In Pre-K and Charter Schools: Where State Policies Create Barriers to Collaboration, authors Sara Mead and Ashley LiBetti Mitchel examine thirty-six jurisdictions that have both charter schools and state-funded pre-K programs to determine where charters can provide state-funded pre-K. Among the findings:
  • Thirty-five states and the District of Columbia have both state-funded pre-K and charter laws. Of those, thirty-two have at least one charter school serving preschoolers.
  • Charter schools in all but four states face at least one significant barrier to offering state pre-K. Nine have statutory or policy barriers that preclude charter schools from offering state-funded pre-K; twenty-three other states technically permit charters to offer state-funded pre-K but have created practical barriers that significantly limit their ability to do so in practice.

The most common practical barriers include low funding levels, small pre-K programs, barriers to kindergarten enrollment, and local district monopolies on pre-K funds.

Recommendations for state policymakers:

  • Ensure that the state’s definition of a “charter school” includes pre-K in the activities or grade levels that charters are permitted to offer.
  • Establish clear policies that allow charter schools operating publicly funded pre-K to enroll the children served by those programs directly into their kindergarten classes.
  • Make certain that charter schools have equal access to state pre-K funds.

Recommendations for federal policymakers:

  • Include pre-K in the federal definition of “charter school.”
  • Ensure that federal preschool programs, including Head Start, provide charters equitable access to funding.

State Profiles

The views and opinions expressed on CharterConfidential are those of the authors and do not necessarily reflect the official policy or position of any agency.  

 

Campbell Brown’s Website, The Seventy Four: A New Take on Public Education Reform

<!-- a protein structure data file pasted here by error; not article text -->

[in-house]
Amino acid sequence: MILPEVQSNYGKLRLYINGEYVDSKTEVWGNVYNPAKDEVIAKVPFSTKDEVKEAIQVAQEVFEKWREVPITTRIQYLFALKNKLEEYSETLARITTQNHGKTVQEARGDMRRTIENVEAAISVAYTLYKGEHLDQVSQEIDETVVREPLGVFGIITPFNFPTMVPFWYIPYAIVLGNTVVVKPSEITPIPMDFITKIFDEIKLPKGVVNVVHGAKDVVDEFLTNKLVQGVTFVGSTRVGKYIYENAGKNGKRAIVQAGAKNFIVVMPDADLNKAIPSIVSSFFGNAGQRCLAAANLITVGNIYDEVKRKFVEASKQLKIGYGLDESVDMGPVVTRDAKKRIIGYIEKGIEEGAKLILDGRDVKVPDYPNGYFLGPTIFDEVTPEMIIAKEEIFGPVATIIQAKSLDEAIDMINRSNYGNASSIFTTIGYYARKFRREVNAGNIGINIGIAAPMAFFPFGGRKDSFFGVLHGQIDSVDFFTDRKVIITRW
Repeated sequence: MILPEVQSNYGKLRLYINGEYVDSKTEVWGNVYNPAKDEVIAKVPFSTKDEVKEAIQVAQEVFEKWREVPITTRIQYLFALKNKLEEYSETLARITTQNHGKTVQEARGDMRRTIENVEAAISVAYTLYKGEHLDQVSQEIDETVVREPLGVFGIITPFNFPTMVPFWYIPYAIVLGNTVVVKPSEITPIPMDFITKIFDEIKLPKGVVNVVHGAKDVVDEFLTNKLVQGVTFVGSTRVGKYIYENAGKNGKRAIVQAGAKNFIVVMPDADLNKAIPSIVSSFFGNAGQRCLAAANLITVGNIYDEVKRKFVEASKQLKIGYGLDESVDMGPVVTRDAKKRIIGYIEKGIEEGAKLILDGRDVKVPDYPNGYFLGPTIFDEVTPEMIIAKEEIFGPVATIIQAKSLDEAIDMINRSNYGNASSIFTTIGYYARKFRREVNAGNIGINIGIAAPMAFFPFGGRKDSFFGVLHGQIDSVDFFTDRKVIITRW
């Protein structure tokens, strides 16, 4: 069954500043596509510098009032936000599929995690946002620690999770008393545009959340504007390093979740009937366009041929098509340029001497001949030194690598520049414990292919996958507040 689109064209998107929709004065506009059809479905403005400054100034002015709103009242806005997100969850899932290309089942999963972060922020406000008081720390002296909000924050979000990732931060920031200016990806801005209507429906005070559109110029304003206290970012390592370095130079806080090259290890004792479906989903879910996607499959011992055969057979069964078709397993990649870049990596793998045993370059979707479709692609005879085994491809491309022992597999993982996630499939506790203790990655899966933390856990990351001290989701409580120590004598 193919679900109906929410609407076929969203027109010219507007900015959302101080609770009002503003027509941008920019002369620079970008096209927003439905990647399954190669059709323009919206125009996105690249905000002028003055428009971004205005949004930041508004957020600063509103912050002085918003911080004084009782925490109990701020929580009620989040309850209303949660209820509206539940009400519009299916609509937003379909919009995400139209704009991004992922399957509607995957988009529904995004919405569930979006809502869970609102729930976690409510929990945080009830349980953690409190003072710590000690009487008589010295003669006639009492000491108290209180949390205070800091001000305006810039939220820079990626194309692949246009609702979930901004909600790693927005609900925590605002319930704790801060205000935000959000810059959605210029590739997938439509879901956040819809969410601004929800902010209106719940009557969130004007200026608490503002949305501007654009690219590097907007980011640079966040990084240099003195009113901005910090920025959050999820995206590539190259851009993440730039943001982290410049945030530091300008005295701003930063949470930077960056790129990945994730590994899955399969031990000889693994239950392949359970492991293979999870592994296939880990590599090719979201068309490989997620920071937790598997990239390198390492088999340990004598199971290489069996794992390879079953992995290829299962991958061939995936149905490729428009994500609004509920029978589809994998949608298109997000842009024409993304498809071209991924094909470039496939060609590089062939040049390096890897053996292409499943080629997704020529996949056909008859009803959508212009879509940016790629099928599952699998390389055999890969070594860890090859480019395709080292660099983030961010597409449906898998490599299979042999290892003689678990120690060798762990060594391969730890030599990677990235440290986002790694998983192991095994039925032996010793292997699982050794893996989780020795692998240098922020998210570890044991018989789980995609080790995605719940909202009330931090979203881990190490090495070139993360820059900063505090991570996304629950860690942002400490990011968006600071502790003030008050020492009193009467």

By GCSA

A new blog and news site from education activist and former TV news anchor Campbell Brown is making waves in education reform circles. It’s called The Seventy Four, referring to the 74 million school age children in America who Brown believes are being shortchanged by our public school system.

Advance PR for the blog states:

The Seventy Four is a non-profit, non-partisan news site covering education in America. Our public education system is in crisis. In the United States, less than half of our students can read or do math at grade-level, yet the education debate is dominated by misinformation and political spin. Our mission is to lead an honest, fact-based conversation about how to give America’s 74 million children under the age of 18 the education they deserve.”

Brown is something of an education lightning rod, largely because of her staunch opposition to education employee unions. The announcement of her website and blog generated intense speculation about its funders, and Inside Philanthropy has done a story on the funders and contributors.

The Seventy Four‘s team boasts some serious journalistic chops. The site’s editorial director is Steven Snyder, a former assistant managing editor at Time magazine. Contributors include Cynthia Tucker, a former Pulitzer Prize-winning columnist for the Atlanta Journal-Constitution; researcher Conor Williams of the New America Foundation’s Early Education Initiative; and Michelle Bernard, president and CEO of the Bernard Center for Women, Politics, and Public Policy.  

We’ll be watching for the mid-July launch of The Seventy Four with interest.

The views and opinions expressed on CharterConfidential are those of the authors and do not necessarily reflect the official policy or position of any agency.